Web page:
So you’ve purchased a charming little bungalow and can’t wait to let your creative juices flow. You have big plans for the kitchen, the bedroom, the bathroom, even the attic will become something grand in the coming months and years.
And while your new home has a certain allure that comes from buying it from a family that lived in it for decades, you know it will become so much more with a little elbow grease and TLC.
Let the projects begin!
But wait. What are the risks? While that vinyl flooring gives the kitchen an old-fashioned flair, there might be quality wood underneath screaming to come to light. Why not peel up the old, fraying vinyl tiles and take a look?
In the early 1900s, vinyl became widely used in building and housing materials. A plastic resin manufactured from ethylene and chlorine, the product became sturdy yet flexible, versatile and inexpensive.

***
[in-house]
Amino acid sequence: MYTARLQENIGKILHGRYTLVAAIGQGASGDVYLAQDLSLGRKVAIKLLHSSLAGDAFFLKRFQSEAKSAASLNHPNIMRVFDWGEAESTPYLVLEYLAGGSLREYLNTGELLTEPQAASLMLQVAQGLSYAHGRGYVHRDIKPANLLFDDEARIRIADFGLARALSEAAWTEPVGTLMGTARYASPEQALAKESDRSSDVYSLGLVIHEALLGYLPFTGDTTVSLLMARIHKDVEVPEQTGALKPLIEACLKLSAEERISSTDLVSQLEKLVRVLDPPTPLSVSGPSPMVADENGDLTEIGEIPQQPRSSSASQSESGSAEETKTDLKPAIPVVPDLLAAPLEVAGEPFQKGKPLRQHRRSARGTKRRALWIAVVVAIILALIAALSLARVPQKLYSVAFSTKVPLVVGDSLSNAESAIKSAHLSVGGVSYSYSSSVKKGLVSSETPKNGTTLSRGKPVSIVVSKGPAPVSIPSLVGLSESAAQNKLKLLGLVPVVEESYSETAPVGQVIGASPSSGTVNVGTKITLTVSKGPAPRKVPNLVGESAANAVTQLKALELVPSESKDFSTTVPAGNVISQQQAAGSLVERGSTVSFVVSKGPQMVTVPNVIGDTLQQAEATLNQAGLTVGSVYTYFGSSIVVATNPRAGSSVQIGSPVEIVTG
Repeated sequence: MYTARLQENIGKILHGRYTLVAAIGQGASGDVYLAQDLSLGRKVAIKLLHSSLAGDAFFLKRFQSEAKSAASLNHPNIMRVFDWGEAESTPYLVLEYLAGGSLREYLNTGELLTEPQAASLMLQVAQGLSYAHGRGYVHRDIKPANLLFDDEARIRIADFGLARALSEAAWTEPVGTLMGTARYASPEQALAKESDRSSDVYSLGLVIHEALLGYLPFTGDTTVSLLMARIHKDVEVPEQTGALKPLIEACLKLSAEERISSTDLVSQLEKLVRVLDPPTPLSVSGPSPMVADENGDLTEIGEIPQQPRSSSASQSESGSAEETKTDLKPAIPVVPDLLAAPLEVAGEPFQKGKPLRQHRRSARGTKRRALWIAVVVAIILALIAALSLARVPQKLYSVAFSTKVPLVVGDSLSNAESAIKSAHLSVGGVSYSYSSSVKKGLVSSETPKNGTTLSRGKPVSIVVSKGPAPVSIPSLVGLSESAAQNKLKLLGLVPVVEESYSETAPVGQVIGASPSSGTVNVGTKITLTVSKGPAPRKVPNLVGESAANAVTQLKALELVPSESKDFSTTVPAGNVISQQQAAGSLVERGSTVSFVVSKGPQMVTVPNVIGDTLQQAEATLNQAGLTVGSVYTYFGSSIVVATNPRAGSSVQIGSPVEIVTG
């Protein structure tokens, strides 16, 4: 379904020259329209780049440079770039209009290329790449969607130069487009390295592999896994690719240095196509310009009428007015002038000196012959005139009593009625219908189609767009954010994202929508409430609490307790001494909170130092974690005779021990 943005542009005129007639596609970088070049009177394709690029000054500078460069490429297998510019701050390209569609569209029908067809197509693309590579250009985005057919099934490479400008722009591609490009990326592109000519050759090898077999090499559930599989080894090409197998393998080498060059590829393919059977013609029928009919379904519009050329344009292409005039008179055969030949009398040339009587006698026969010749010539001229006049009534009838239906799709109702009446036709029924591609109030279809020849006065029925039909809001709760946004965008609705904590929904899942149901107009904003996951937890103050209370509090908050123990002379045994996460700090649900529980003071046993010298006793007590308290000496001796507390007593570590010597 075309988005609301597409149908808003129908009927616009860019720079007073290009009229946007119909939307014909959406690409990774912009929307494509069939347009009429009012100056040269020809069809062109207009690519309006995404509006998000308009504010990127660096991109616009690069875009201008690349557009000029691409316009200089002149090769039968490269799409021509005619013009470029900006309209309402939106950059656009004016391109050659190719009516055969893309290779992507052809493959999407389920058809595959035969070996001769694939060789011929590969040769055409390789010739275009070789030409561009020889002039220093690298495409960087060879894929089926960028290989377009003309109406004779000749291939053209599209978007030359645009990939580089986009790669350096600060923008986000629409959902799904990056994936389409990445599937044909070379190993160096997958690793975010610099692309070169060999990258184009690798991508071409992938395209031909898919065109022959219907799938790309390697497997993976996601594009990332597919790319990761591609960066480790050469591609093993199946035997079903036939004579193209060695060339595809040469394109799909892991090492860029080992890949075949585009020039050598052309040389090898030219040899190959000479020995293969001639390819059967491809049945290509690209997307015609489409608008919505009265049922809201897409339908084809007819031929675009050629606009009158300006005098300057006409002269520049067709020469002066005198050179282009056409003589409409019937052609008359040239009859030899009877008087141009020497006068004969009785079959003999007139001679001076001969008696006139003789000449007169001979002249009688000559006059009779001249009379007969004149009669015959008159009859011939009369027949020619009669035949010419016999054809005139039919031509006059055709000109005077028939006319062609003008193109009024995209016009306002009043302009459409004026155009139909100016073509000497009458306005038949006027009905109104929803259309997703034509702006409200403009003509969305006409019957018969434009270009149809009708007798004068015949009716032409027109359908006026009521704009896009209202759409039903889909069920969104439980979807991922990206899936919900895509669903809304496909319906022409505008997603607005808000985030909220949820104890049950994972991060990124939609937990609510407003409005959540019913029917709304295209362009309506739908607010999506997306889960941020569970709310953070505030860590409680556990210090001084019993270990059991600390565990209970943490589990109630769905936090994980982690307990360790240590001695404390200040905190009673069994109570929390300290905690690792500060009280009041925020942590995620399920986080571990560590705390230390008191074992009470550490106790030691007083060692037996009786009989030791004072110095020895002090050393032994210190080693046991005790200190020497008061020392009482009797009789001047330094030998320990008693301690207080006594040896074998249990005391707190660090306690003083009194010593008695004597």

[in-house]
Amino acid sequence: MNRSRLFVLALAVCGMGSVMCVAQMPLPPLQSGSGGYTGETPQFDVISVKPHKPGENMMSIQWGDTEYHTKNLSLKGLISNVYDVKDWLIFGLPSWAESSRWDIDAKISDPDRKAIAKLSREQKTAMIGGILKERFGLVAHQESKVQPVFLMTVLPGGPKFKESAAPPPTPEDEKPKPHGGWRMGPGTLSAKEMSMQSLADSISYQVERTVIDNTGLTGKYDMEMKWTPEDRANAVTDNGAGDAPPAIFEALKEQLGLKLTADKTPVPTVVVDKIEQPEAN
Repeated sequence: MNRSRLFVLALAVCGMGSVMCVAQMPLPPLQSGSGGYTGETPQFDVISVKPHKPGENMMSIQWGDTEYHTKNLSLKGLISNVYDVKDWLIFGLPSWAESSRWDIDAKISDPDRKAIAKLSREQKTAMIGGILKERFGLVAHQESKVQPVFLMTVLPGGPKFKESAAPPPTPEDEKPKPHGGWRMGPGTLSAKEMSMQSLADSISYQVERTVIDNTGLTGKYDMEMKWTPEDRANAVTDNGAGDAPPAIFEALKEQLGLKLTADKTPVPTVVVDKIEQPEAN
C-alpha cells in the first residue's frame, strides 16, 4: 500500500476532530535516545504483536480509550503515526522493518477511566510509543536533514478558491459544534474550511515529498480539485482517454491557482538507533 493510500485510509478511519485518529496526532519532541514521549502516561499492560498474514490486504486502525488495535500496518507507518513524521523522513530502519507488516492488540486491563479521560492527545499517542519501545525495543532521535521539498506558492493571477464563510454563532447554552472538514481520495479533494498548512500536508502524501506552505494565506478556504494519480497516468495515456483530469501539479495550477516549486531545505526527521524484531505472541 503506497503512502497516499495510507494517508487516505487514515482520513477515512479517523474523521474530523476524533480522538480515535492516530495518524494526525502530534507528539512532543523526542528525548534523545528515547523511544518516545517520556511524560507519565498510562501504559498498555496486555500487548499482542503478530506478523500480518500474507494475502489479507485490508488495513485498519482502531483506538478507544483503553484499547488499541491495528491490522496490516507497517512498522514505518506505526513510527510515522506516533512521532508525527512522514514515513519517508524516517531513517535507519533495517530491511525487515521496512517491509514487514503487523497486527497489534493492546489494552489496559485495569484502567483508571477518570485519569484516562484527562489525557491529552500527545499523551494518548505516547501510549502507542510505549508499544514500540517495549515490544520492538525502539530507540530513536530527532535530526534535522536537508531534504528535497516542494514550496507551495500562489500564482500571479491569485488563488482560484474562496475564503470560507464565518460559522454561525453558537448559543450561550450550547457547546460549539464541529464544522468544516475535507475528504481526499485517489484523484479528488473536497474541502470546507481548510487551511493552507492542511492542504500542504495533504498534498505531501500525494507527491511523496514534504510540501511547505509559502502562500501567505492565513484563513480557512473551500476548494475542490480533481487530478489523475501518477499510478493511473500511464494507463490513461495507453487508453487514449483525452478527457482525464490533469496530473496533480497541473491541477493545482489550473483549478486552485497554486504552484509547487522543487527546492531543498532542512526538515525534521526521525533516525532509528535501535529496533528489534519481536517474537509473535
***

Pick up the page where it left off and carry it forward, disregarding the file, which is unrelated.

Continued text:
Unfortunately they often mixed asbestos into vinyl as well to improve the product’s strength and insulating properties.
Asbestos wasn’t phased out until the 1980s, which means many older homes that have escaped remodeling over the last few decades may in fact have asbestos vinyl somewhere in the house.
If vinyl has asbestos and is in good condition, it doesn’t pose a health risk. Risks are associated with materials that are disturbed, broken or damaged, allowing the fibers to escape. Keep in mind that during its high point, asbestos wasn’t used in vinyl alone; it was also used as part of the adhesive used to attach it to the floor.
If you are considering a DIY project to replace your vinyl and modernize it into something more appealing – laminate for instance – it’s always best to assume manufactured material before the 1990s contains asbestos. Proper personal protective equipment should always be used when handling these materials. And always have a licensed abatement professional remove the material and make sure the space is free of hazardous material and ready to move forward.
Have additional questions? We’d be happy to help you evaluate your vinyl and decide the best way to move forward with new and improved flooring.